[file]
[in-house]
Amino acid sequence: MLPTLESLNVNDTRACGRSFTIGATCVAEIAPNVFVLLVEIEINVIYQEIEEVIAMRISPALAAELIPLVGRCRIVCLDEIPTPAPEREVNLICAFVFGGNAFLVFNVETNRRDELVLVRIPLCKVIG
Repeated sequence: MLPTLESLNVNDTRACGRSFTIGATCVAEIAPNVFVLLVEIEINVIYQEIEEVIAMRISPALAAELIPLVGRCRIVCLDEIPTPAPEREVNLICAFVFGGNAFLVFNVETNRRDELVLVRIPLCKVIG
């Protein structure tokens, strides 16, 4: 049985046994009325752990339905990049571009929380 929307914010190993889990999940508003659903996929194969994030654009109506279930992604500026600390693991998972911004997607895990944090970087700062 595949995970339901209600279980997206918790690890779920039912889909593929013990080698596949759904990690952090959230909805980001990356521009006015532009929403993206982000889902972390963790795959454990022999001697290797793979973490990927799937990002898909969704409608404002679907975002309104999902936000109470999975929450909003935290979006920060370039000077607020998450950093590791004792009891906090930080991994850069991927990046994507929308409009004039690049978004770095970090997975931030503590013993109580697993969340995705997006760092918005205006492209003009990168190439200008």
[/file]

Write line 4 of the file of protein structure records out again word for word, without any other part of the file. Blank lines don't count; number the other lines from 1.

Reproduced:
């Protein structure tokens, strides 16, 4: 049985046994009325752990339905990049571009929380 929307914010190993889990999940508003659903996929194969994030654009109506279930992604500026600390693991998972911004997607895990944090970087700062 595949995970339901209600279980997206918790690890779920039912889909593929013990080698596949759904990690952090959230909805980001990356521009006015532009929403993206982000889902972390963790795959454990022999001697290797793979973490990927799937990002898909969704409608404002679907975002309104999902936000109470999975929450909003935290979006920060370039000077607020998450950093590791004792009891906090930080991994850069991927990046994507929308409009004039690049978004770095970090997975931030503590013993109580697993969340995705997006760092918005205006492209003009990168190439200008």